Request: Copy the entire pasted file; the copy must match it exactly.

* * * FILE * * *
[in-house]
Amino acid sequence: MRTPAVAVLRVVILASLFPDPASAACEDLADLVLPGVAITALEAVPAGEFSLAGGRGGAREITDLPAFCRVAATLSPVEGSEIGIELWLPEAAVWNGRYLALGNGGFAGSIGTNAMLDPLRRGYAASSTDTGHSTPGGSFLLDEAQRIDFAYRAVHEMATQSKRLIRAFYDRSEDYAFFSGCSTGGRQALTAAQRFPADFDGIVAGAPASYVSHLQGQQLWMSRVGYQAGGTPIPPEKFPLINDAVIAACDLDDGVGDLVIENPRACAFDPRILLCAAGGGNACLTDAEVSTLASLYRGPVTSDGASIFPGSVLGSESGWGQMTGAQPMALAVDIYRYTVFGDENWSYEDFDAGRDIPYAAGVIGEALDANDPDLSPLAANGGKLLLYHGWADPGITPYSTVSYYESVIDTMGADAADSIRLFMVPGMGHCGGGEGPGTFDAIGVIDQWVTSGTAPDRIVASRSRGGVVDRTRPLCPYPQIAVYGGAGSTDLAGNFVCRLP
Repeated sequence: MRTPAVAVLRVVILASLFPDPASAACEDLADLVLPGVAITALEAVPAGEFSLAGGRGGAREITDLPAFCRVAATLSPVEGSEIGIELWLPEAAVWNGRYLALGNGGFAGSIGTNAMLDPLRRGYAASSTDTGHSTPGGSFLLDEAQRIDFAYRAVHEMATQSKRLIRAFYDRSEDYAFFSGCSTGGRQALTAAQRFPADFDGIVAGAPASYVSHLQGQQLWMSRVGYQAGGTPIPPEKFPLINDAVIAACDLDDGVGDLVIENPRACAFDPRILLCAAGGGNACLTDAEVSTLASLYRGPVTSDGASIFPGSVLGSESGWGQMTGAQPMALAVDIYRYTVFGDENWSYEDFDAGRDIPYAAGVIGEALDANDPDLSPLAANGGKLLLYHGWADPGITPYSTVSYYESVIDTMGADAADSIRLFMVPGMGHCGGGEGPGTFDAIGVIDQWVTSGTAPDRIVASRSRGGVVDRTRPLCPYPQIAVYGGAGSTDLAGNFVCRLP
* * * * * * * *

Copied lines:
[in-house]
Amino acid sequence: MRTPAVAVLRVVILASLFPDPASAACEDLADLVLPGVAITALEAVPAGEFSLAGGRGGAREITDLPAFCRVAATLSPVEGSEIGIELWLPEAAVWNGRYLALGNGGFAGSIGTNAMLDPLRRGYAASSTDTGHSTPGGSFLLDEAQRIDFAYRAVHEMATQSKRLIRAFYDRSEDYAFFSGCSTGGRQALTAAQRFPADFDGIVAGAPASYVSHLQGQQLWMSRVGYQAGGTPIPPEKFPLINDAVIAACDLDDGVGDLVIENPRACAFDPRILLCAAGGGNACLTDAEVSTLASLYRGPVTSDGASIFPGSVLGSESGWGQMTGAQPMALAVDIYRYTVFGDENWSYEDFDAGRDIPYAAGVIGEALDANDPDLSPLAANGGKLLLYHGWADPGITPYSTVSYYESVIDTMGADAADSIRLFMVPGMGHCGGGEGPGTFDAIGVIDQWVTSGTAPDRIVASRSRGGVVDRTRPLCPYPQIAVYGGAGSTDLAGNFVCRLP
Repeated sequence: MRTPAVAVLRVVILASLFPDPASAACEDLADLVLPGVAITALEAVPAGEFSLAGGRGGAREITDLPAFCRVAATLSPVEGSEIGIELWLPEAAVWNGRYLALGNGGFAGSIGTNAMLDPLRRGYAASSTDTGHSTPGGSFLLDEAQRIDFAYRAVHEMATQSKRLIRAFYDRSEDYAFFSGCSTGGRQALTAAQRFPADFDGIVAGAPASYVSHLQGQQLWMSRVGYQAGGTPIPPEKFPLINDAVIAACDLDDGVGDLVIENPRACAFDPRILLCAAGGGNACLTDAEVSTLASLYRGPVTSDGASIFPGSVLGSESGWGQMTGAQPMALAVDIYRYTVFGDENWSYEDFDAGRDIPYAAGVIGEALDANDPDLSPLAANGGKLLLYHGWADPGITPYSTVSYYESVIDTMGADAADSIRLFMVPGMGHCGGGEGPGTFDAIGVIDQWVTSGTAPDRIVASRSRGGVVDRTRPLCPYPQIAVYGGAGSTDLAGNFVCRLP